“Filipinos share one common item in our everyday existence: rice,” National Scientist Gelia Castillo wrote in her book on a cereal that makes or breaks presidents. Rice In Our Life reviewed three decades of studies into rice that was sown between 6,000 BC and 400 AD, in the Philippines—from Ifugao to Lucena.
Rice self-sufficiency has been an upward moving target, “always out of reach, even as we calculate we are only three percent short,” she wrote. “Seared deep in the psyche of Filipino politicians are crises when we could not find rice, even if we had the money to buy it.”
Unseasonal storms, meanwhile, ripped up the old rice calculus. Tropical Storm “Sendong” tore into Cagayan de Oro and Iligan in 2011, leaving 1,080 corpses. Typhoon “Pablo” later clobbered Compostela Valley and Davao Oriental.
This shattered the historical pattern of one typhoon cutting through Mindanao’s breadbasket every 18 years. Then, the Bohol earthquake in October and Supertyphoon “Yolanda” in November last year savaged farms.
“Only 97 percent sufficiency was attainable for 2013,” the Department of Agriculture conceded. National Food Authority opened the applications for imports—for use and as buffer stock. Ayaw magsaligan ring tiyan, sa ana’t ibang taegsan, an Aklan proverb says. “Don’t count on someone else’s rice bin for what you eat.”
The immediate, however, can blur the long-term threats. The number of crop species that now feed more people than half a century ago is shrinking. Rice, wheat, sugar and potatoes form a new “globalized diet.”
“Over the past 50 years, diets around the world have become more similar,” notes Colombia-based International Center for Tropical Agriculture’s Colin Khoury. Today’s diet includes staples that were not important half a century ago, particularly oil crops like soybean.
Other crops however declined, including sweet potatoes, cassava, yams and millets. “This narrowing base raises concerns about the global food system’s resilience.”
Another danger is, “a more homogeneous global food basket makes agriculture more vulnerable to drought, insect pests and diseases,” Luigi Guarino, from Global Crop Diversity, told BBC’s environment reporter Mark Kinver. Diversity of cultivated crops, in fact, declined by 75 percent during the 20th century, UN Food and Agriculture Organization estimates. If this slide persists, “a third of today’s diversity could disappear by 2050.”
Seepage of crop diversity also jacks up the number of people exposed to harvest failures. And climate change compounds the risk.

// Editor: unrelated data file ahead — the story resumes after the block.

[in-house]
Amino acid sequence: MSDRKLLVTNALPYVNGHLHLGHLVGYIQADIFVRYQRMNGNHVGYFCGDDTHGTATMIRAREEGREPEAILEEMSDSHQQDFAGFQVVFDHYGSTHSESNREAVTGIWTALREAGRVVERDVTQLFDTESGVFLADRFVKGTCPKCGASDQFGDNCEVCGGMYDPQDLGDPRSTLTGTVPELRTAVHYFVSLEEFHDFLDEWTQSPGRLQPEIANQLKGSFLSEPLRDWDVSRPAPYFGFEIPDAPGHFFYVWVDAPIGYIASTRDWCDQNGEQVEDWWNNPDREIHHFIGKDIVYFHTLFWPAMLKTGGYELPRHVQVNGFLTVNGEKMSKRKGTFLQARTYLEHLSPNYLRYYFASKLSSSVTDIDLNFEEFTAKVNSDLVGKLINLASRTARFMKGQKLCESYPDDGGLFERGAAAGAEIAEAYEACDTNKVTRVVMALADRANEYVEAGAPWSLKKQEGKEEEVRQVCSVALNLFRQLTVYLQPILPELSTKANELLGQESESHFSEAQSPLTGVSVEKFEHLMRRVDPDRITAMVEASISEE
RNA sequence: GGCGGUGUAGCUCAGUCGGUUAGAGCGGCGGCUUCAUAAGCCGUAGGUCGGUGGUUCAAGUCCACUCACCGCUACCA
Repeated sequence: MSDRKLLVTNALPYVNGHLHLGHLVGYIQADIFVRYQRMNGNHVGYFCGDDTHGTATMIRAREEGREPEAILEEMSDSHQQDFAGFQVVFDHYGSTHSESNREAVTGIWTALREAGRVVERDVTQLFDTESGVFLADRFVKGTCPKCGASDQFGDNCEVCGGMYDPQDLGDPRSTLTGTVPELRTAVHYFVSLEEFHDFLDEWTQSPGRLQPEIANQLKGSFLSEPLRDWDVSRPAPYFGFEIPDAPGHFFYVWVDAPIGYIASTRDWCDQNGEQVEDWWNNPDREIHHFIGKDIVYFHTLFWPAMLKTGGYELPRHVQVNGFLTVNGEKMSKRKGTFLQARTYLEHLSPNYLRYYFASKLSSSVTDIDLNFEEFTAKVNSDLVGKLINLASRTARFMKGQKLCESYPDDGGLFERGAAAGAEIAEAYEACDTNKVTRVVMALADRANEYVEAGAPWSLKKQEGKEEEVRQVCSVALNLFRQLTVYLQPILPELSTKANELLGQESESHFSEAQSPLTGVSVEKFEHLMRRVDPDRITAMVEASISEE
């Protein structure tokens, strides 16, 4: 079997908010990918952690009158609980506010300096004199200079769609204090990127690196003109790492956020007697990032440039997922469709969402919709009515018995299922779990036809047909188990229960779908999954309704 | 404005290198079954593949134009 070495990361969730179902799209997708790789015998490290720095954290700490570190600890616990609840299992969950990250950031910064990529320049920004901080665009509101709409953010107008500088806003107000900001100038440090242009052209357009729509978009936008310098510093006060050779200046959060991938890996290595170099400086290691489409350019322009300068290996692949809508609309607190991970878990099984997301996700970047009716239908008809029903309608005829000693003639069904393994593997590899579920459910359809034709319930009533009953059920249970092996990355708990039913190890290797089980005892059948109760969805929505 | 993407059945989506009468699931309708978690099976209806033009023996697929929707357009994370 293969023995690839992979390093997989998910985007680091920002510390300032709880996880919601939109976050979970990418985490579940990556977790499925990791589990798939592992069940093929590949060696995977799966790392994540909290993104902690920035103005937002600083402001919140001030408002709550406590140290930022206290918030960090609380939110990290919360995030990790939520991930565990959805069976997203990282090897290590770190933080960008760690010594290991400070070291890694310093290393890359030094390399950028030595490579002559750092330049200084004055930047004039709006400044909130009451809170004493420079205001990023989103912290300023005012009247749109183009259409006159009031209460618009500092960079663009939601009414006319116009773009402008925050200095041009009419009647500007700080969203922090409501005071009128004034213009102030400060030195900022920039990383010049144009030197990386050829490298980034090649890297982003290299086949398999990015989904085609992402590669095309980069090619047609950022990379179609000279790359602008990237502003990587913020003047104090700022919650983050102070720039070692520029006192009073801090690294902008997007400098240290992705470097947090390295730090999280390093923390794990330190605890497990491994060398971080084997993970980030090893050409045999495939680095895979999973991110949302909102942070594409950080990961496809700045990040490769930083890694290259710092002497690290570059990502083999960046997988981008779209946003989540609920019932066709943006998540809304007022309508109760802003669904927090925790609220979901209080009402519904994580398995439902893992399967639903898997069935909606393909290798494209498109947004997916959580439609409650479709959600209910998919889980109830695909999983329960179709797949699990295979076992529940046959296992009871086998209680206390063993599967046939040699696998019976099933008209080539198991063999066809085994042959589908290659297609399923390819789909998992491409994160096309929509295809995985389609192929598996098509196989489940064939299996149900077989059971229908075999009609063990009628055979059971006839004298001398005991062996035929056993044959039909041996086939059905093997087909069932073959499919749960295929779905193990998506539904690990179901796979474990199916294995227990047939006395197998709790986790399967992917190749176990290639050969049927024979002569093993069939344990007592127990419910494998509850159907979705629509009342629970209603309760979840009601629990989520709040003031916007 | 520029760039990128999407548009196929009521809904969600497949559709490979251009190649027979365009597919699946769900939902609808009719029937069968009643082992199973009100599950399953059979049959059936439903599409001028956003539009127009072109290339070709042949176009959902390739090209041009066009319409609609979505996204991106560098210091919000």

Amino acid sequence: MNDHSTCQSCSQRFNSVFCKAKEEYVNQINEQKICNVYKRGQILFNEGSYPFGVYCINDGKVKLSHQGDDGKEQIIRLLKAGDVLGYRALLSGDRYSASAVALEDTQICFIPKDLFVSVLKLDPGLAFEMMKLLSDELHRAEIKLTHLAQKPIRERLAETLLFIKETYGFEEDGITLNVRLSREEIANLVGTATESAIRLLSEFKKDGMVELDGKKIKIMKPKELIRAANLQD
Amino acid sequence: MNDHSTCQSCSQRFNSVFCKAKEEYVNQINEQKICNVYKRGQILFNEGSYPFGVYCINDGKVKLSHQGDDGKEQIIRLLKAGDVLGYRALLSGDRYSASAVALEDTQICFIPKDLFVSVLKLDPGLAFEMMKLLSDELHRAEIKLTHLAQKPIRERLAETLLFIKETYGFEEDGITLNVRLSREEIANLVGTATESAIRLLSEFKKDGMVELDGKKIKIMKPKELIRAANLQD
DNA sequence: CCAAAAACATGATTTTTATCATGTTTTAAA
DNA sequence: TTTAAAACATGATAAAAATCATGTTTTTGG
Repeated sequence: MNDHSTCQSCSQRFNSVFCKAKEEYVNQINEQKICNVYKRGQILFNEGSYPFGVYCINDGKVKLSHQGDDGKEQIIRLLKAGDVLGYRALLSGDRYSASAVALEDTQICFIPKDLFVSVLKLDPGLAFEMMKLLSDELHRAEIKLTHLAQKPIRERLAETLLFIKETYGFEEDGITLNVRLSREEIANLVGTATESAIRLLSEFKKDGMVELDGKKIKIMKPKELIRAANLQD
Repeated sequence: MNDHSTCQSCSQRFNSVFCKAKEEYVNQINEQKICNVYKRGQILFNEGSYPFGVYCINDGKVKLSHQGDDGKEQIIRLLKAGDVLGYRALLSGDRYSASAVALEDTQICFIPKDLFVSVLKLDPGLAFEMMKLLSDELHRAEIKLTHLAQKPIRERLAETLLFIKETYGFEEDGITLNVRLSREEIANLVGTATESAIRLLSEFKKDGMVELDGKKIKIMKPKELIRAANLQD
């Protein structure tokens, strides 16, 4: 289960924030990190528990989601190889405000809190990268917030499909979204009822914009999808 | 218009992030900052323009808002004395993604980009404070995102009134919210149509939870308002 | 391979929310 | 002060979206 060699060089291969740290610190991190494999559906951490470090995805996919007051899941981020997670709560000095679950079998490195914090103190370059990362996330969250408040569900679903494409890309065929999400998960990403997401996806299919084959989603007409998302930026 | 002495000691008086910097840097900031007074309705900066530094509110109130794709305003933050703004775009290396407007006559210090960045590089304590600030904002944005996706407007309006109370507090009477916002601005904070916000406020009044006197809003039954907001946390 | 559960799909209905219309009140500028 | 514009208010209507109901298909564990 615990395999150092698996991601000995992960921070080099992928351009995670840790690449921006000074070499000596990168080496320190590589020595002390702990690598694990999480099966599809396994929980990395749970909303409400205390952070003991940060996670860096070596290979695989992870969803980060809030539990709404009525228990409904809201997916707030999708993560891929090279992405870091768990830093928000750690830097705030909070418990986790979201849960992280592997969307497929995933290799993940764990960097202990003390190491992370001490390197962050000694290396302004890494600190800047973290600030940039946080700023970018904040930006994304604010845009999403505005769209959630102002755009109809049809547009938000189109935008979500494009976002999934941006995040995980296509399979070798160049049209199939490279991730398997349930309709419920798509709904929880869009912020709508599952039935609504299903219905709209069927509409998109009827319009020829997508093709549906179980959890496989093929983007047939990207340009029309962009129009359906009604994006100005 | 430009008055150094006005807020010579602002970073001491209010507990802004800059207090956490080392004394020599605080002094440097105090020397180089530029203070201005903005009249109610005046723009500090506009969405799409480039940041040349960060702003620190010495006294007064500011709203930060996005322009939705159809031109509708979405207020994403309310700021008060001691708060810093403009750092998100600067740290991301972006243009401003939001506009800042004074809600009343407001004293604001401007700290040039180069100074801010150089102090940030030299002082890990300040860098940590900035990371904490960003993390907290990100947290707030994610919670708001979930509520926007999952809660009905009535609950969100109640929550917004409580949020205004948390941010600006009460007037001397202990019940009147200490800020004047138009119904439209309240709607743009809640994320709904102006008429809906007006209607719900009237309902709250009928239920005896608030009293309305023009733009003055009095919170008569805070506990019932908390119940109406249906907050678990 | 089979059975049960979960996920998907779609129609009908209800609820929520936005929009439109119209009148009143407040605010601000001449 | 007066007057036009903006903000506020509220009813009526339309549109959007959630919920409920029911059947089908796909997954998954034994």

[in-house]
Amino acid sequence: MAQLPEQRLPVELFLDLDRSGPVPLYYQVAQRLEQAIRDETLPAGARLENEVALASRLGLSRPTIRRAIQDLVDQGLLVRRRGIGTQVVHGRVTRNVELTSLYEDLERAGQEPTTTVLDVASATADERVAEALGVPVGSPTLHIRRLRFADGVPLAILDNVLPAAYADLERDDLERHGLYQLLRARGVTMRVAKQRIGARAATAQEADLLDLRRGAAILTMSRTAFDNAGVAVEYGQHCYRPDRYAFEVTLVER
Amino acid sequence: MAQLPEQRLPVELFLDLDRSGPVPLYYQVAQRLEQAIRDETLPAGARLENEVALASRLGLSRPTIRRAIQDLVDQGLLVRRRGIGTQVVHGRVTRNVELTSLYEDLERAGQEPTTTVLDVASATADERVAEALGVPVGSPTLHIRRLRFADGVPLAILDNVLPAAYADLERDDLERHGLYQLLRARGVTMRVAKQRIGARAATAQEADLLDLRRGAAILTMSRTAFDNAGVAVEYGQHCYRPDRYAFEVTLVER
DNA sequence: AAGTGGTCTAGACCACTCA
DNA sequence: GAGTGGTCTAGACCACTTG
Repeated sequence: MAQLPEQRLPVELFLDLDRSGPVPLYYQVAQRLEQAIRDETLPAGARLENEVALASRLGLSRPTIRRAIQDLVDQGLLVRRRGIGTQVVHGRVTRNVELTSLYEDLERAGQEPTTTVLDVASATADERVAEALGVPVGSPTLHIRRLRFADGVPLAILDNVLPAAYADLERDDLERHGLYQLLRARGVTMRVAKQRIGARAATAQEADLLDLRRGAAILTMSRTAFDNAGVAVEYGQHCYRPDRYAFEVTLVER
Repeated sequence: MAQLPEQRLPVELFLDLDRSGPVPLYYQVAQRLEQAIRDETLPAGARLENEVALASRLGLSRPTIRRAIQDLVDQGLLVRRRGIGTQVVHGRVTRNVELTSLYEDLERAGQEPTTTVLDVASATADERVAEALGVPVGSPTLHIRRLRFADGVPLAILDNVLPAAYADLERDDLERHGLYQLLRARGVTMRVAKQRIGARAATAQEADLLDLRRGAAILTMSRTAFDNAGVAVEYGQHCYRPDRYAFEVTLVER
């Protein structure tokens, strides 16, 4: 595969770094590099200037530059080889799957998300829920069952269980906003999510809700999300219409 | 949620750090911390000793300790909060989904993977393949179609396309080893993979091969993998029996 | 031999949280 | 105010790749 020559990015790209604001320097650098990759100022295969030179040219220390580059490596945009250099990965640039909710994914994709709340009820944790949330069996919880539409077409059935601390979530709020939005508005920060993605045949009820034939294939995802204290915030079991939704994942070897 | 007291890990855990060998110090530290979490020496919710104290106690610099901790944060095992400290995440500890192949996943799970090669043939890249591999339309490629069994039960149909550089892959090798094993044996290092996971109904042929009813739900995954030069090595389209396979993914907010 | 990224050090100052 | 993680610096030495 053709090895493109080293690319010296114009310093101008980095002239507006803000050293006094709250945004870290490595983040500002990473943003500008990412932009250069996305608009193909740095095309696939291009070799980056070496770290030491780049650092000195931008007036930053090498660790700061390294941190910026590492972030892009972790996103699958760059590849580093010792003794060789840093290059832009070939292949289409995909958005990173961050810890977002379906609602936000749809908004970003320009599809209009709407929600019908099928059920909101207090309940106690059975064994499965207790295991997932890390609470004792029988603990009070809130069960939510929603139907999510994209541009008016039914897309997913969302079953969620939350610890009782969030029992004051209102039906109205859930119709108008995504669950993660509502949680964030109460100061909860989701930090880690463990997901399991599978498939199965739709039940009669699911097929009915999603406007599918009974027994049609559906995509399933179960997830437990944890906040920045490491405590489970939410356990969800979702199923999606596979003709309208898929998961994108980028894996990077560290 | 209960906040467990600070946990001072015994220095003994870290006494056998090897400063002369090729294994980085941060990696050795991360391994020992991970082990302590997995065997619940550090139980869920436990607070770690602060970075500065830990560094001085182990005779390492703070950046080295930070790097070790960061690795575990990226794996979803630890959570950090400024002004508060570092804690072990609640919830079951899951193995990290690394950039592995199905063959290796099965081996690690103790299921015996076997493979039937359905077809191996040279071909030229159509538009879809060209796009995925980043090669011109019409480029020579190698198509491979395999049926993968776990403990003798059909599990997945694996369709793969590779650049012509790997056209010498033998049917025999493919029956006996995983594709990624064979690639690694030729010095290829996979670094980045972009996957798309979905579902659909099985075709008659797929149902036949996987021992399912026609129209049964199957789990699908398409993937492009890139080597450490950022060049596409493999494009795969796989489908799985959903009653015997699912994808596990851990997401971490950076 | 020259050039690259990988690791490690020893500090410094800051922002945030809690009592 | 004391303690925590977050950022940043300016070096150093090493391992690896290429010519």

“Warmer temperatures are causing malaria to spread to higher altitudes and once disease-free regions in Asia, South America and Africa,” says the Science journal. “A one-degree Celsius rise in temperature could lead to an additional three million cases” in a year, cautions University of Michigan’s Mercedes Pascual.
The Philippines targets nationwide malaria elimination by 2020. But it still lacks a long-term domestic program even as international funding dwindles.
“A perfect storm of growing populations, climate change and diminishing resources for food production” confronts the world, warns the new “Foresight Report on Food and Farming Futures.” Commissioned by the United Kingdom, the two-year study involved 400 experts from 35 countries.
Do “we have 20 years to arguably deliver 40 percent more food; 30 percent more fresh water and double energy output?” asks UK’s chief scientific adviser, Sir John Beddington. “The current system must be radically redesigned to produce more food sustainably. We can’t wait…”
“There is an urgency in taking what may be very difficult policy decisions,” he adds. “The food system is working for the better-off… But those at risk of hunger have least influence on decision-making.” The UK recommends that the most resource-intensive types of food be curbed. Waste in food production has to be radically curbed.
Yearly, the Philippines loses a million metric tons of already-harvested rice for various reasons—from slipshod processing to shabby storage. Cabbage spoilage mars a third of harvests, UP Los Baños studies found. Fish losses crest at 40 percent.
Consumers in rich countries junk as much food as sub-Saharan Africa produces. Wasting food is “stealing from the tables of the poor,” Pope Francis told a UN World Environment Day audience, noting that a culture of waste is despicable when many suffer from hunger. “Our grandparents were very careful not to throw leftover food.”
“Our so-called food surpluses are a mirage,” former FAO agricultural economist Ti Teow Choo stressed. “Increase purchasing power of today’s poor even marginally. Then, those impressive stockpiles would be bought out overnight by people who needed the food but could not afford it.”
Government is trying to whittle down the poverty rate from 25 percent in 2012 to 16 percent by 2016. When President Aquino steps down, he hopes there’ll be fuller rice bins.
What if Senators Juan Ponce Enrile, Jinggoy Estrada and Bong Revilla funneled their pork chunks to curbing post-harvest rice losses and to reducing fish and vegetable spoilage? They would have had the blessing promised to those who gave the hungry to eat.
Instead, they chose to sow the wind with fake NGOs. Ironically, they don’t have a clue why they’re reaping the whirlwind of what is a “perfect storm.”